alice hoffman

To find more about Alice, you can read her biography here.


You can visit Alice’s Official Website.

You can like Alice on Facebook.

You can be a fan of Alice on Goodreads.


If you were to be included in a Museum of Extraordinary Things, what kind of special gift do you think you’d like to have?

If you’ve read the book, who is your favourite character and why?

Even though The Professor is a flawed character, do you as a reader, feel any sympathy or empathy towards him? Why or why not?

Have you ever visited a type of “Museum of Extraordinary Things?” What did you think?

Book Review: The Dinner by Herman Koch

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Book Review:

The Dinner by Herman Koch


By Zara D. Garcia-Alvarez / @ZaraAlexis

the dinner


Category: Fiction

Author: Herman Koch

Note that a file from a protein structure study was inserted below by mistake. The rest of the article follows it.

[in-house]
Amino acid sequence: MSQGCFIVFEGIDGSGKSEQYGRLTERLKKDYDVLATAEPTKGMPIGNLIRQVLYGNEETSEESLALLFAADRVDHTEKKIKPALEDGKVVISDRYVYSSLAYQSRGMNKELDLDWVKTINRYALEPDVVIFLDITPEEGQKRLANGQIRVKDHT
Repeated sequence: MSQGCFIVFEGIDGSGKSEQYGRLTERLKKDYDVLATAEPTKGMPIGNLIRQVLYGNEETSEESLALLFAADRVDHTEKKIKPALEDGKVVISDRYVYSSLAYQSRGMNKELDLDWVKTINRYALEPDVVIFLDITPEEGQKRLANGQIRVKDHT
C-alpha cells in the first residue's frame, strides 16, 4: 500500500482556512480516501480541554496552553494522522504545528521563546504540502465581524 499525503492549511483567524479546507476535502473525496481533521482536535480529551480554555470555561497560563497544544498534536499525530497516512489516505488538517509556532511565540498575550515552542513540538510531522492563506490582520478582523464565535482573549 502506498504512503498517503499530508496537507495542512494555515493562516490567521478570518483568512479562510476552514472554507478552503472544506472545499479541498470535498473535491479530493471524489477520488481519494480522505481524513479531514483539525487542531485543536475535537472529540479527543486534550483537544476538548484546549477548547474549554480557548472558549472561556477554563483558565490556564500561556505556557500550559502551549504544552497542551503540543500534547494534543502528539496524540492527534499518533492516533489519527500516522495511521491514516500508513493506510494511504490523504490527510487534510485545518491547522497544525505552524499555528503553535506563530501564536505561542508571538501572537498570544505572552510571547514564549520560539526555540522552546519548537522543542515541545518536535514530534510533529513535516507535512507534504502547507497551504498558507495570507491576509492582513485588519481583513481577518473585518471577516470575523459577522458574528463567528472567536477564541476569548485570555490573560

Format: Hardcover, 298 pages

Publisher: Hogarth

ISBN: 978-0-7704-3785-5

Pub Date: February 12, 2013


Summary from publisher:

It’s a summer’s evening in Amsterdam, and two couples meet at a fashionable restaurant for dinner. Between mouthfuls of food and over the polite scrapings of cutlery, the conversation remains a gentle hum of polite discourse — the banality of work, the triviality of the holidays. But behind the empty words, terrible things need to be said, and with every forced smile and every new course, the knives are being sharpened.